The star of the new Netflix Hollywood building is its lobby, where a 1.9-millimeter, 13K, 80-foot by 12-foot LED display spanning two walls transports visitors onto the sets of programs such as Stranger Things and Orange is the New Black. One layer of 23 million pixels creates the realistic environment. A second layer animates them with movement. An additional 8K projection onto a third sculptural wall brings to life 110 virtual device screens of varying sizes.
Having experienced significant expansion over the past decade, Netflix needed a new space to move into, but not just any space. Gensler was to design the transformation of a 14-story, 320,000-square-foot building and have it ready to open by February of 2017. But the crown jewel was to be the lobby, where visitors would enter a virtual reality set inside their favorite programs, such as the Byers’ family home in Stranger Things and the women’s prison in Orange is the New Black. Subtle and periodic movement within the scenes would help make the scenes seem all the more real. This immersive experience was to be punctuated with additional content promoting shows and their stars. Finally, Netflix wanted an intuitive user interface from which the receptionist could easily edit content schedules, adjust volume and brightness, and pause playback to welcome high-profile guests.
4K content is common. 8K content is emerging. Running two 13K layered motion graphics files on top of each other— totaling more than 46,000,000 pixels—is unheard of. Throw in an additional 8K video projection art wall with 110 individually illuminated “devices” and integrated audio, and now you have a content management challenge of epic proportions.
Next came the physical challenges. To appropriately support a display that is 12 feet high and 80 feet wide, including a double glass door cutout and a 90-degree angle, D3 LED needed to custom-engineer a mounting system with extremely tight tolerances to avoid alignment issues during installation and visible seams afterward. Precision was critical to ensure that the amazing content developed by award-winning studio Mirada would be viewed as intended.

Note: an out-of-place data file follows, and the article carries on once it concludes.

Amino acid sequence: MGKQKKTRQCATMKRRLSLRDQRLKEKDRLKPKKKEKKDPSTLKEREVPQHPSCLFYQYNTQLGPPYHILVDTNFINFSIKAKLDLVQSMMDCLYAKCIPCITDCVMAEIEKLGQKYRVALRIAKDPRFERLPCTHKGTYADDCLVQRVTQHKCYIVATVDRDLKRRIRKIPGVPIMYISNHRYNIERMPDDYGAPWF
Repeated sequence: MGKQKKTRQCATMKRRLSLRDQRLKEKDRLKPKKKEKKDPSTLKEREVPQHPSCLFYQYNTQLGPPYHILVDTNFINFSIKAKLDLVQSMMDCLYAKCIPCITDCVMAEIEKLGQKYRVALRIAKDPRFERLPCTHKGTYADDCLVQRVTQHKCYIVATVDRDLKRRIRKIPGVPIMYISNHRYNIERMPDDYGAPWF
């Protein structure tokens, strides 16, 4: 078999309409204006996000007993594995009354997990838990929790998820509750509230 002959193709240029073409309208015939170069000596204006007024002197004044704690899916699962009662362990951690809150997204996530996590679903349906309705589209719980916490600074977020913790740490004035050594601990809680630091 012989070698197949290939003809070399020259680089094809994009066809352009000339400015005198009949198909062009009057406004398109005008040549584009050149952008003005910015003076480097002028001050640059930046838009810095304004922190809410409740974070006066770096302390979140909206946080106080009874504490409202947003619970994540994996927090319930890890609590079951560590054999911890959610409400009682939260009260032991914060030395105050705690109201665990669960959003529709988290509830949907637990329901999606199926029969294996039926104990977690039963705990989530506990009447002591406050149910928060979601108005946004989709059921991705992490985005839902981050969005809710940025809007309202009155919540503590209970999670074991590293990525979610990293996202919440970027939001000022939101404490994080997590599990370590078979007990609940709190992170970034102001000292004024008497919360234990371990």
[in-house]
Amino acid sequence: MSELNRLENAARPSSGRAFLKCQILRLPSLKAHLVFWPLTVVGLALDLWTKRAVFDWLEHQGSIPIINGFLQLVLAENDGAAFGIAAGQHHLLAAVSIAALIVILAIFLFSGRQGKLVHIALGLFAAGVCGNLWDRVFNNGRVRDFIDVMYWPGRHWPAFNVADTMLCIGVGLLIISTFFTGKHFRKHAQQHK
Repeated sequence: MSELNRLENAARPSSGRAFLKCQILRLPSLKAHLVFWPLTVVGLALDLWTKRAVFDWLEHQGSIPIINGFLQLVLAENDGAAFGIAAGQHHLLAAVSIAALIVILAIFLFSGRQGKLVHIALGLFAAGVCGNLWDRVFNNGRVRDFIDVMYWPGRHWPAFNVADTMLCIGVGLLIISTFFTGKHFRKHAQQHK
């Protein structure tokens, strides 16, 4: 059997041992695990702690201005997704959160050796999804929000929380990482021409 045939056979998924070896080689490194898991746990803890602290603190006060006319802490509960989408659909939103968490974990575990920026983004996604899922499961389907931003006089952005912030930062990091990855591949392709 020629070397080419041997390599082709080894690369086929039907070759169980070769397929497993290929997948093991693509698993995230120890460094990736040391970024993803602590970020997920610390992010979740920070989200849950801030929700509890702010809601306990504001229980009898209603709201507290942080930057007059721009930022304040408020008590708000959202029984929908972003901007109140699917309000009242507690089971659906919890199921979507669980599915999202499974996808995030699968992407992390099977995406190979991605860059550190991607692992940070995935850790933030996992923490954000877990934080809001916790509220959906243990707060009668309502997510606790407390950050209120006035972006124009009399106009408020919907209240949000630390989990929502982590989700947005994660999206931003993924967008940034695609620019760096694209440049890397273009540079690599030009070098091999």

The fully redesigned building was an extremely active construction site. Coordination with all trades, including flooring, ceiling and electrical contractors would require expert orchestration and communication.
D3 had recently developed a new control system called the AEP IMS, which stands for Advanced Element Processor & Integrated Media Server. It is an advanced video display processor, scaler and integrated media server that can drive up to 100 million pixels mapped onto a canvas of 16K by 16K. It was the only single control and processing device on the market with the capability to manage this entire AV system. Supporting the installation through one device instead of a series running in parallel radically reduced the number of potential points of failure. The engineering team designed a base wall and mounting solution from commercially available materials to minimize cost, but with alignment precision to fractions of a millimeter. This continuity of design and development ensured that the structural integrity of the mounting structure perfectly aligned with the content and the physical characteristics of the display modules.
Walking into the Netflix lobby is like walking onto the set of one of their original television programs. The reality of the content on the vast LED screens takes the viewer to another place and time.
Response from Netflix executives has been effusive. Words like “showpiece,” “anchor” and “focal point” are often used to describe the installation’s role in the building. Still, others just say, “Wow.” Visitors pause and inevitably try to capture the experience with their smartphones. For the world’s leading Internet entertainment service, with more than 109 million members in over 190 countries, the results have been phenomenal.
Gensler for design
Miranda for content